3 in 5 Aussies won’t be able to cut back on debts — EY poll

By Gerv Tacadena

At least three in five Australians do not think they can reduce their debt this year despite the expected rate and income tax cuts, a recent EY poll found.

At least three in five Australians do not think they can reduce their debt this year despite the expected rate and income tax cuts, a recent EY poll found.

With Australia's household debt-to-income ratio hitting 190%, Australians seem to be feeling the pressure, with only 28% claiming they have the means to cut their debts down. This is a stark contrast from 60% of Australians last year who said they could lighten their financial burden.

The survey also showed a jump in the number of Australians who anticipate their debts to balloon, from 4% to 16% this year. For those within the income bracket of $70,000-$149,999, 21% expect to increase their debt, up from only 6% last year. Amongst high-income earners, only around 37% expect to settle their debts, a considerable decline from 73% last year.

EY chief economist Jo Masters told The Australian Financial Review that the skyrocketing cost of living in Australia is contributing to the problem. In fact, 60% of the people surveyed are "extremely concerned" about the cost of living.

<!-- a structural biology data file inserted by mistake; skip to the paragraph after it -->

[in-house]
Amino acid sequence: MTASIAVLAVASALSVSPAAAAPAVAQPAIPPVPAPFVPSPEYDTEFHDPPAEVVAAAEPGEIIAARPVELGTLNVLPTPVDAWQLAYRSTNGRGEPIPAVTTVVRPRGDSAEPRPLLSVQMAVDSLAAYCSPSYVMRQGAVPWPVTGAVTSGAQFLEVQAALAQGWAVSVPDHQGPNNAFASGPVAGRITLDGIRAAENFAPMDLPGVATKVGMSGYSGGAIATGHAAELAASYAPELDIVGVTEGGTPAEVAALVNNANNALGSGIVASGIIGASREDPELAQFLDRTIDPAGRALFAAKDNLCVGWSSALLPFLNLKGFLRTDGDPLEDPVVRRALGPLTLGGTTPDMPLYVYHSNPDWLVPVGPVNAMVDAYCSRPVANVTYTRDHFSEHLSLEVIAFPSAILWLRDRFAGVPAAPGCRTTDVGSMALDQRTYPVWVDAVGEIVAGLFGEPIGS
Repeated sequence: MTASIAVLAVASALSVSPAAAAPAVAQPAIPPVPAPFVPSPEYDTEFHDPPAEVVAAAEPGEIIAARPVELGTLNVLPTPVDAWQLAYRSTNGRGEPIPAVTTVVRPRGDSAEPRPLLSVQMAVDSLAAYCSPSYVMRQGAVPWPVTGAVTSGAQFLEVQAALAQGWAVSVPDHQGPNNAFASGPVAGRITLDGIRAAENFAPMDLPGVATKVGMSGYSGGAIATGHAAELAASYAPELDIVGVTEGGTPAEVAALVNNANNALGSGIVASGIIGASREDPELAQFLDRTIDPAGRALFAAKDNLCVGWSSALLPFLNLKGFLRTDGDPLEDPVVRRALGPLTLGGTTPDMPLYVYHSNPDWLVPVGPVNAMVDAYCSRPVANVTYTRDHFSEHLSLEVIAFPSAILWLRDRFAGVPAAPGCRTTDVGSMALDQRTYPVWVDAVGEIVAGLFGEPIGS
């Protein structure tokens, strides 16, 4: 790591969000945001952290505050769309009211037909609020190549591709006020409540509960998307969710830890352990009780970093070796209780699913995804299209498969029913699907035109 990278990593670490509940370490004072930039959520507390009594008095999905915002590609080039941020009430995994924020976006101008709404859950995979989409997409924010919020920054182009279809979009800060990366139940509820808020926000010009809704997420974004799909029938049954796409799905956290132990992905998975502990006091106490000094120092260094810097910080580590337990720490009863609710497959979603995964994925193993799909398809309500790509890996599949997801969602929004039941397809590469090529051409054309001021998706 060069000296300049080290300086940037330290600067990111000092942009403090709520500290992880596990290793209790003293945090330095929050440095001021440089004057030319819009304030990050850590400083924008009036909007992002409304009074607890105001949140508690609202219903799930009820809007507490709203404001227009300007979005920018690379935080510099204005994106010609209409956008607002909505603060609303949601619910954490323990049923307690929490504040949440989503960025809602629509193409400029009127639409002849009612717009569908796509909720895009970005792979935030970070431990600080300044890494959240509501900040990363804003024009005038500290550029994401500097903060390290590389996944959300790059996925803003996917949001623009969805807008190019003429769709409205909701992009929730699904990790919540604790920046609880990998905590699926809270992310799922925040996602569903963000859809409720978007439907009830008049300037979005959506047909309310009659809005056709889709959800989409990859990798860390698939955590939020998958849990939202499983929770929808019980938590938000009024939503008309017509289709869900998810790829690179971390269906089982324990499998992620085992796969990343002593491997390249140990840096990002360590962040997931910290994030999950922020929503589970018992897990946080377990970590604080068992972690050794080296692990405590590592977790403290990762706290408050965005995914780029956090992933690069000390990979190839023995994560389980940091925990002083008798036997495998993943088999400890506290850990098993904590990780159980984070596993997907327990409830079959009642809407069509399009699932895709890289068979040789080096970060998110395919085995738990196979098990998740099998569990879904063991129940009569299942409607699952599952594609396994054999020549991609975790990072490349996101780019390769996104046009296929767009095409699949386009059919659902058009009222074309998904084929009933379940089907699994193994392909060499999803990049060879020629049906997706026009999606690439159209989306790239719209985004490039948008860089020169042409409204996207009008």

"It seems that more households are not paying down debt because they do not have the capacity to do so," she said.

Masters said the upcoming tax cuts, which are expected to actually boost spending, would be utilized by households to service their debts instead.

"Our survey results suggest that income tax cuts will be welcomed by households feeling the pinch, although there is a risk that a portion is directed to debt reduction rather than spending," she said.

In an earlier Your Mortgage report, CoreLogic research analyst Cameron Kusher said households seem to be paying more than they had over the previous years, allocating a more substantial portion of their income to settling debt. It also appears that Australians are already losing their wealth as debt eats a significant slice of their assets.

"Although most households will likely remain in a position where the value of their assets is significantly higher than their debt, no doubt an increasing number of recent property purchasers will have higher levels of debt than the value of their asset," he said. 

According to a recent study by Digital Finance Analytics, more than a million Australians were in mortgage stress in March, with around 28,000 in severe stress. It is expected that approximately 67,000 households will fall into a 30-day home-loan default within the next year as income growth remains stagnant and the housing downturn intensifies.

More Mortgage News